‘Suitability and Sustainability’

“The new electric economy requires energy producers to generate power in the most efficient combination of suitability and sustainability possible, which has always meant harnessing the power of light, indoor and outdoor,” said Felipe Travesso, COO of GO-OPV. “Organic energy, as built around the ORENgE technology solution, is pure power technology in a lightweight, flexible, and zero-carbon footprint that can be applied to places like windows and equipment transportation, where organic energy transforms the power of light into energy.”

He continued: “We are confident that organic energy represents the largest onsite power market in the U.S., and that leveraging ORENgE technology will open up new markets, new applications, and new models for reducing the global carbon footprint at a price that’s cost-effective.”

Transportation Application

Travesso told POWER the company’s technology has been tested for the transportation sector on a fleet of PepsiCo trucks in Brazil. Frischer said transportation is a growth area for the technology (Figure 2).

2. Putting the ORENgE technology on the roof of a long-haul trailer can provide the vehicle with a power supply for onboard electronics. Courtesy: GO-OPV

“That’s the trajectory of where we’re heading,” Frischer said, noting there’s the possibility of supplying part or full power for electric vehicles. “For now we’re doing support power for battery units, for onboards [electronics], for printers. The trajectory is to do entire roofs for the trailers, and full battery support for the vehicles.”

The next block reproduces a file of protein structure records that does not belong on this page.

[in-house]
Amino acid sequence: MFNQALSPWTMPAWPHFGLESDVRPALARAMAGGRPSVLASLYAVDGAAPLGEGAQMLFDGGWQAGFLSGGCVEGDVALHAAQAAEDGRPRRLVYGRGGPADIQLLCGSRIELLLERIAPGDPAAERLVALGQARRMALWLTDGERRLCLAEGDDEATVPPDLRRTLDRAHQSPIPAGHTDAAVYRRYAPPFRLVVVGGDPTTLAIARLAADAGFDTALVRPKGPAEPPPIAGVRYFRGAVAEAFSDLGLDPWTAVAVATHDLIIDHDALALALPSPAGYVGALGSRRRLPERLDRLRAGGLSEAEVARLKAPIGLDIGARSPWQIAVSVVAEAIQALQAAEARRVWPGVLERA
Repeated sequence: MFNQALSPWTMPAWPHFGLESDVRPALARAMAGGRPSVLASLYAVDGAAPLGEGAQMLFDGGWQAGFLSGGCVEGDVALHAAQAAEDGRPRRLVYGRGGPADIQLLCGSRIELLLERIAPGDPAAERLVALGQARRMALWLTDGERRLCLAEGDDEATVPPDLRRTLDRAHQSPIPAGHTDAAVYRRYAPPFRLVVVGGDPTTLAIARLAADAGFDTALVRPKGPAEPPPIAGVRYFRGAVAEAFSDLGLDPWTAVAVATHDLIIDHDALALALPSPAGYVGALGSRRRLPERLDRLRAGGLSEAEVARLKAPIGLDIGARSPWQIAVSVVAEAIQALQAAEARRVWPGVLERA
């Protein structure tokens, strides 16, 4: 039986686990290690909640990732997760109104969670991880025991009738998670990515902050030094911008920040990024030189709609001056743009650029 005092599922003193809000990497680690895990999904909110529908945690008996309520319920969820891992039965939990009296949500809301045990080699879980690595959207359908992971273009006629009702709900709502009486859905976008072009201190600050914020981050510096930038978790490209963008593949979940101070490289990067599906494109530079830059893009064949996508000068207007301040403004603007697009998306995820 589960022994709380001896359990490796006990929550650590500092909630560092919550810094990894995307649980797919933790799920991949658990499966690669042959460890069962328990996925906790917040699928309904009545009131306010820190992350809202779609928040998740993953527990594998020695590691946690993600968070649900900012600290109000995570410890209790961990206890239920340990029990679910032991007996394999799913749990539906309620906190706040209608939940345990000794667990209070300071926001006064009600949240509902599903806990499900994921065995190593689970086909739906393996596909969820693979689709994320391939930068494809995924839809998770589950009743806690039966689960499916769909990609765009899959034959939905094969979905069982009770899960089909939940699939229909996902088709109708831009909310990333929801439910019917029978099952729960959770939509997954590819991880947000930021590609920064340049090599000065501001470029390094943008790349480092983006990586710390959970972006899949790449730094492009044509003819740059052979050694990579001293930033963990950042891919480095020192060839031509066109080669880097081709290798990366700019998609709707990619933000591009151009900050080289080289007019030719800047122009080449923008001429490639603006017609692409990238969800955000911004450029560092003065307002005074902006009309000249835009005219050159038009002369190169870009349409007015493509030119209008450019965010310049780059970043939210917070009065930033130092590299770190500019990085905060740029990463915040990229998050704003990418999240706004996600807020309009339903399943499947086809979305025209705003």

Frischer said the ORENgE system can provide an “intermediary power supply between the terminal and the port” for the trucking industry. “While the trucks are in transit, with full ORENgE systems on the top of the trucks, they can get increased mileage.” He said the technology “can cover increased power demand [for onboard systems], or we can increase the length of the travel.”

The ORENgE technology also can be used on outdoor furniture, and the company said it could bring power to park benches, picnic tables (Figure 3), and beach umbrellas, among other uses. Through Apple’s MFI program, “ORENgE fully integrates into power applications for direct power supply to IoT devices through USB and ethernet connectors, bringing on-demand power to cell phones, portable speakers and other portable electronics,” the company said.

3. Installing the ORENgE technology on a picnic table could provide an outdoor power source in an area where electricity otherwise might not be available. Courtesy: GO-OPV

“It took time to develop this, because it is a completely different approach to providing last-inch energy,” said Travesso. “We know that taking it to the last inch means the user is going to be right next to the generation, making it more sustainable and efficient. This is a more efficient and sustainable way of powering the next generation of electronics.”

Darrell Proctor is associate editor for POWER (@POWERmagazine).